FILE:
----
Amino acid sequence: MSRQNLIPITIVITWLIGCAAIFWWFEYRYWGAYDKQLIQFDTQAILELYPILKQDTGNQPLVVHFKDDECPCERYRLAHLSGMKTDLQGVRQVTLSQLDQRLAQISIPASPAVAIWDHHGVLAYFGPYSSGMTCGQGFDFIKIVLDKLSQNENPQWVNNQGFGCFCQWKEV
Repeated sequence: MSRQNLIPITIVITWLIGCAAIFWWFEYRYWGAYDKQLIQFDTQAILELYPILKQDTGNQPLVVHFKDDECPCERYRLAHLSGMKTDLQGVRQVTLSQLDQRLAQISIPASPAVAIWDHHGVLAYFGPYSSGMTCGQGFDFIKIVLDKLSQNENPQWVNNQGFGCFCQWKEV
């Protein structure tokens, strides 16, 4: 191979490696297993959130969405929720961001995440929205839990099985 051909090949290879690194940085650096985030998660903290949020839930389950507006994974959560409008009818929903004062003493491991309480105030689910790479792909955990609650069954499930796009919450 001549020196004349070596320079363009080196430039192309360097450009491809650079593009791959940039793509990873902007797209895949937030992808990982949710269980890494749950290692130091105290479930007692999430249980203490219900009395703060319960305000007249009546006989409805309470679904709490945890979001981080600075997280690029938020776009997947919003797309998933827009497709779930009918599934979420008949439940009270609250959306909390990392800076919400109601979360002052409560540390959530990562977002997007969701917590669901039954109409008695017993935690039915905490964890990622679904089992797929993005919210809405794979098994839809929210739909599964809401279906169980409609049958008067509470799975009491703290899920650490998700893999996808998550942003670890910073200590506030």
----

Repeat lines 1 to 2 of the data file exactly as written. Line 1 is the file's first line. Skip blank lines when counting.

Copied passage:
Amino acid sequence: MSRQNLIPITIVITWLIGCAAIFWWFEYRYWGAYDKQLIQFDTQAILELYPILKQDTGNQPLVVHFKDDECPCERYRLAHLSGMKTDLQGVRQVTLSQLDQRLAQISIPASPAVAIWDHHGVLAYFGPYSSGMTCGQGFDFIKIVLDKLSQNENPQWVNNQGFGCFCQWKEV
Repeated sequence: MSRQNLIPITIVITWLIGCAAIFWWFEYRYWGAYDKQLIQFDTQAILELYPILKQDTGNQPLVVHFKDDECPCERYRLAHLSGMKTDLQGVRQVTLSQLDQRLAQISIPASPAVAIWDHHGVLAYFGPYSSGMTCGQGFDFIKIVLDKLSQNENPQWVNNQGFGCFCQWKEV